I’ve only had the unit for a very short time so I’ll report back if there are any issues down the track. But so far I’m pretty happy with the quality of the unit.
The first iRig HD provided much needed audio quality. The iRig HD 2 provides the same audio quality, but adds in some much-needed features. It’s also a much more future proof device now that it doesn’t require you to use your device’s headphone jack for output. The amp output jack is also a brilliant feature as you can now use your iOS device as a pedalboard with apps such as AmpliTube or BIAS FX and continue to use your amp.
Overall, the iRig HD 2 is a very flexible device that will suit a lot of people. The fact that it comes with the full version of AmpliTube 4 (PC/Mac or iOS) makes that a great value device.
The main reason I recommend the iRig HD 2 is because of the overall value. You get a high-quality audio interface for a good price, but when you consider it comes with the full version of AmpliTube 4 (usually $150) and AmpliTube for iOS (usually $30), it’s an excellent bundle. If you were thinking of getting AmpliTube, this is a great way to get it.
- Fantastic studio level sound quality
- Easy to use across different devices and software
- Free full version of AmpliTube (PC/Mac/iOS) makes this an excellent value purchase
- Amp and headphone/stereo output adds a lot of flexibility to how you use it
- Not compatible with Android devices
- Includes lightning cable, but not 30-pin cable for older iOS devices
- Guitar only device – if you want to record via microphone, this isn’t the right device
Read more on the iRig HD 2 including price and reviews here (link to Amazon).
Who is the iRig HD 2 for?
iOS device owners – the iRig HD 2 is compatible with a great number of iOS guitar related apps. You get the full version of AmpliTube for iOS which provides a nice range of effects and amps as well as a looper, recording studio and integrated drummer. But of course you can use the iRig with other apps such as BIAS FX, Garageband or any other. The advantage the iRig HD 2 has over other devices is the integrated headphone and amp outputs.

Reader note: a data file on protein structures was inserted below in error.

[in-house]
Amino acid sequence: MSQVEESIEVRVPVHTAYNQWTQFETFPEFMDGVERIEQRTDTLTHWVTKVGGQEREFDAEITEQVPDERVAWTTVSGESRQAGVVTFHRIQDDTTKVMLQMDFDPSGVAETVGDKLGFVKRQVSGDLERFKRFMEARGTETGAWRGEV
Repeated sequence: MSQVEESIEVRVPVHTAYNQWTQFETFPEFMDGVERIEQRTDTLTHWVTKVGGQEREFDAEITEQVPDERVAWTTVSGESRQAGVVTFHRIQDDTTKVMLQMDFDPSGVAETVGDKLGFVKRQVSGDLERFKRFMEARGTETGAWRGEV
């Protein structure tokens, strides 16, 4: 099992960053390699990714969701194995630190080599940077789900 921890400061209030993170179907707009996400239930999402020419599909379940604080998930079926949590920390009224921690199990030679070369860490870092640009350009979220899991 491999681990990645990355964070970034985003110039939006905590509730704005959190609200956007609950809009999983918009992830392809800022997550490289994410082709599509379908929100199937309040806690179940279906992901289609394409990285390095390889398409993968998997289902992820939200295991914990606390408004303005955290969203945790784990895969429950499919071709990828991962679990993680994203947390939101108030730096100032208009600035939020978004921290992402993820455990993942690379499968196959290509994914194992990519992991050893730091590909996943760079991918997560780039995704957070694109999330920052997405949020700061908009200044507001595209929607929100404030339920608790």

You can use your iOS device as a pedalboard along with your amp, or connect headphones to practice in silence.
Electric guitarists wanting to record music – if you only play electric guitar, the iRig HD 2 is perfect as you won’t be paying extra for inputs you’ll never use. It makes an excellent audio interface and is compatible with all DAWs. So if you’re looking for a simple way to record yourself at a studio quality level, the iRig HD 2 fits the bill.
Anybody wanting to get AmpliTube 4 – if you were thinking about buying AmpliTube 4, it makes sense to buy the iRig HD 2. You get the full version and you will have the iRig HD 2 to use whenever you need it. When you consider that AmpliTube 4 costs $150 and the iRig HD 2 is $99, it makes sense to buy it this way.
Who isn’t the iRig HD 2 or?
Guitarists who want to record multiple instruments – if you mainly play acoustic guitar, sing or want to record other instruments using a microphone, the iRig HD 2 probably isn’t what you’re looking for. You can definitely still use it with your electric guitar, but there are other options available for different inputs.
Android device owners – unless things change in the future, the iRig HD 2 isn’t compatible with Android devices. I recommend checking out the iRig UA for an Android compatible device.
How to get the most out of the iRig HD 2